For more detailed information: Click here!

Cartilage Injury / Chondral Defect of the Knee

Description
Cartilage is the extremely smooth, shiny white material that coats the ends of the bones in almost all of the joints in our body (like the end of a chicken bone, with the soft tissues removed). Unfortunately, cartilage has a poor ability to repair itself when injured. Injuries to the smooth cartilage surface of the knee joint increase rubbing and friction in the knee, and predispose the knee to further cartilage wear and erosion.
Common Causes
Usually a history of trauma, such as a fall or direct blow to the knee. May occur with twisting injuries.
Symptoms
Pain in the knee, often described as aching. Swelling or symptoms of catching in the knee are not uncommon.
Physical Findings
The exam may be fairly unremarkable. There is usually tenderness over the damaged area, and swelling is a common finding.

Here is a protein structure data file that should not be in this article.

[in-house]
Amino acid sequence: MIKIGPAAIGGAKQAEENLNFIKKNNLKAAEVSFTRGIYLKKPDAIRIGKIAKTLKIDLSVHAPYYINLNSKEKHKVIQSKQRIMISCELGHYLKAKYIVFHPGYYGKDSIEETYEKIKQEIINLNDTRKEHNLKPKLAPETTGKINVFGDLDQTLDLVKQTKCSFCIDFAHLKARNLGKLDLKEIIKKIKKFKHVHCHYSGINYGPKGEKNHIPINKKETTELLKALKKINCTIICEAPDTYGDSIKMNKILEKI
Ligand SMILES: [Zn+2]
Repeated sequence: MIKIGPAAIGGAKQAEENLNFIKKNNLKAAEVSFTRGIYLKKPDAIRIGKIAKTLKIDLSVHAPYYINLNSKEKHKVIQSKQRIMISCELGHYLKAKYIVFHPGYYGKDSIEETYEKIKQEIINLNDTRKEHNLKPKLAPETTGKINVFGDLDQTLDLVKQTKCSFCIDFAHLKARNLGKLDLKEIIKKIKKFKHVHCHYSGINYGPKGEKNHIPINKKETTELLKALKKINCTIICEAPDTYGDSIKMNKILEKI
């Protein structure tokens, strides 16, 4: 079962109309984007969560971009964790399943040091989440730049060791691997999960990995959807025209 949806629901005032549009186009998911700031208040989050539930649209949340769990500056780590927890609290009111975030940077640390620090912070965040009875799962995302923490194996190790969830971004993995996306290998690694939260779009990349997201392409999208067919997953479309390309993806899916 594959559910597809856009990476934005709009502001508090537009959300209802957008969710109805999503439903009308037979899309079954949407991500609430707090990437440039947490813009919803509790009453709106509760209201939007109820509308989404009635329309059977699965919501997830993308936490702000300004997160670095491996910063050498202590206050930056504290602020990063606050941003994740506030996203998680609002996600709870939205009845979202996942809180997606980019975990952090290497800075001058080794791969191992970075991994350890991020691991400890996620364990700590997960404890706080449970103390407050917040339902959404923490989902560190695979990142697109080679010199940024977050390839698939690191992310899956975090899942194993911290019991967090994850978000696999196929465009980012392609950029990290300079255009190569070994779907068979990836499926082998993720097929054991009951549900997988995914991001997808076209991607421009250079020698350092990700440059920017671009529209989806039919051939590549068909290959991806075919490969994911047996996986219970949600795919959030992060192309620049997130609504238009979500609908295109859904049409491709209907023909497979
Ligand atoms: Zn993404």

Workup
This is a difficult injury to diagnose. Exam, x-rays, and possibly an MR scan may be required to rule out other injuries. Cartilage injuries usually do not show on either x-ray or MR scan reliably.
MR scans(hide)

MR scans (MRI, Magnetic Resonance Imaging) are a valuable way to visualize the soft tissues in the body, such as tendons, ligaments, muscles, and other organs. The MR scan uses a magnetic field, not radiation. Basically, you lie still on a flat table, with the MR tube over the body part, in a magnetic field. A computer is able to analyze the data (how fast hydrogen atoms change their spin direction!) and provide exquisitely detailed pictures of slices of your body. It is painless and safe, but people with significant claustrophobia may require some sedation. It is not cheap: about a thousand dollars per scan. It is also not perfect, and one must be careful not to rely too heavily on the MR scan. It does a poor job with bones and cartilage.